The secret of a good restraint of trade clause lies in its ability to strike the right balance between the employer’s rightful interest in protecting its business against competitors who acquire inside knowledge, and employees’ interests in safeguarding their earning power when they leave the company.
A carefully formulated restraint of trade clause greatly reduces the risk of a dispute between an employer and one of its former employees. It makes clear to the employee that he or she cannot work for a direct competitor of his or her former employer before a certain period of time has elapsed. Likewise, the employer is made aware that former staff depend on their training, skills and experience in order to find a new job and that they will naturally tend to look for new work in a similar line of business.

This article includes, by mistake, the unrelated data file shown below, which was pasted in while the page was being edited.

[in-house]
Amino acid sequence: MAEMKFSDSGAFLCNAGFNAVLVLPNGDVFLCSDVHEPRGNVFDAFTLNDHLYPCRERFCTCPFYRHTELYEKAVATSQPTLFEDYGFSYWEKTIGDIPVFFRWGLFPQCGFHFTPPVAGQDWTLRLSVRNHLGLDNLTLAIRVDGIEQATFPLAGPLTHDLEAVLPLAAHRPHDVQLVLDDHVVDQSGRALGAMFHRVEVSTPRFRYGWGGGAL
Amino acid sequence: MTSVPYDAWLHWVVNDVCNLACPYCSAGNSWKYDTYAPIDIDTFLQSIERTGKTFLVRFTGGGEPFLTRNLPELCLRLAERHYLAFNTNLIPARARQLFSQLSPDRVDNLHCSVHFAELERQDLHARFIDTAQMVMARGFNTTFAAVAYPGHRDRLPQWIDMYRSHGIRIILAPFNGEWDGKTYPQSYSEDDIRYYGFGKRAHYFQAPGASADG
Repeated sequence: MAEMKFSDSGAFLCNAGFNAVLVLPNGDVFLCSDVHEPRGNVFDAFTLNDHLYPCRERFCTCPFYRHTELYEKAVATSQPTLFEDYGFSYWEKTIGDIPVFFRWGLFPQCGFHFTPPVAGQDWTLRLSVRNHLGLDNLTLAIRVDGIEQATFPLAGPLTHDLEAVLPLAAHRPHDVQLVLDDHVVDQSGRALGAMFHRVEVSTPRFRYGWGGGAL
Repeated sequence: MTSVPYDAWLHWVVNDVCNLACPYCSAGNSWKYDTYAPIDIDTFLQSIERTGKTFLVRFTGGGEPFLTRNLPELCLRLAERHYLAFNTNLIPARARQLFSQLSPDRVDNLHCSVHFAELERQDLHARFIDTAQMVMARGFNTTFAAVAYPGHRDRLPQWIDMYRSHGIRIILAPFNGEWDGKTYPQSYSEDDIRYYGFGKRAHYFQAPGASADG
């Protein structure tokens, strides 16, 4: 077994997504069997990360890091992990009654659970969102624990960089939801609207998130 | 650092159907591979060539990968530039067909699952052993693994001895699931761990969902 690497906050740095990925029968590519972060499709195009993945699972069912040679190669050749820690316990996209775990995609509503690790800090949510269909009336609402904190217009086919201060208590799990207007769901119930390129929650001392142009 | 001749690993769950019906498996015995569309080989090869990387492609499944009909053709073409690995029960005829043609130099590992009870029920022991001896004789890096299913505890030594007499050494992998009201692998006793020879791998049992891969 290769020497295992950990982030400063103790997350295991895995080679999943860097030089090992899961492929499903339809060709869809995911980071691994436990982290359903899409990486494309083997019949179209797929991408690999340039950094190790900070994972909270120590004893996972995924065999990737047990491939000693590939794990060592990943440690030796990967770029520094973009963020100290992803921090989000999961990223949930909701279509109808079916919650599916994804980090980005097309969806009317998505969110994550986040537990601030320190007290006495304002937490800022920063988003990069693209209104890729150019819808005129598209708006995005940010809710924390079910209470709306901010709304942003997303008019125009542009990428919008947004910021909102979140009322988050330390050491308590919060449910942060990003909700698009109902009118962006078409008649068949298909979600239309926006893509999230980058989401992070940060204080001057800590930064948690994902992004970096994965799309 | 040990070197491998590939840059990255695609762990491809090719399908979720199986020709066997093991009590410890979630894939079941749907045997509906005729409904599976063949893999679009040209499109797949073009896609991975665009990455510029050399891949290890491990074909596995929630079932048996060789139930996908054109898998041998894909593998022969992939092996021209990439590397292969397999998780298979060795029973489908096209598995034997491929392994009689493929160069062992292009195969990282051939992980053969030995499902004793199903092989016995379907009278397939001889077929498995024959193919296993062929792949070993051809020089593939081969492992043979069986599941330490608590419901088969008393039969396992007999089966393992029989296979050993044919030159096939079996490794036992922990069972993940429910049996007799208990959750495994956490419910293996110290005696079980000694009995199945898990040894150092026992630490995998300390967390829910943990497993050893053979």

Although it is vital to word a restraint of trade clause in the right way, any clause that does not comply with the law is simply null and void. Sound advice is therefore essential.
For example, if you are planning to insert a restraint of trade clause in a fixed-term contract of employment, one of the statutory requirements you need to meet in order for the clause to be valid is that you include a written description of the critical business or departmental interests that merit the inclusion of the clause. If such an explanation is not provided in a fixed-term employment contract, the clause is automatically null and void. And if the explanation is unconvincing, the clause will simply not stand up in court.
What can we do for you?
With both court judgments and the law itself constantly on the move, sound legal advice is of the essence. Advice on restraint of trade clauses – and disputes involving them – is one of our specialities!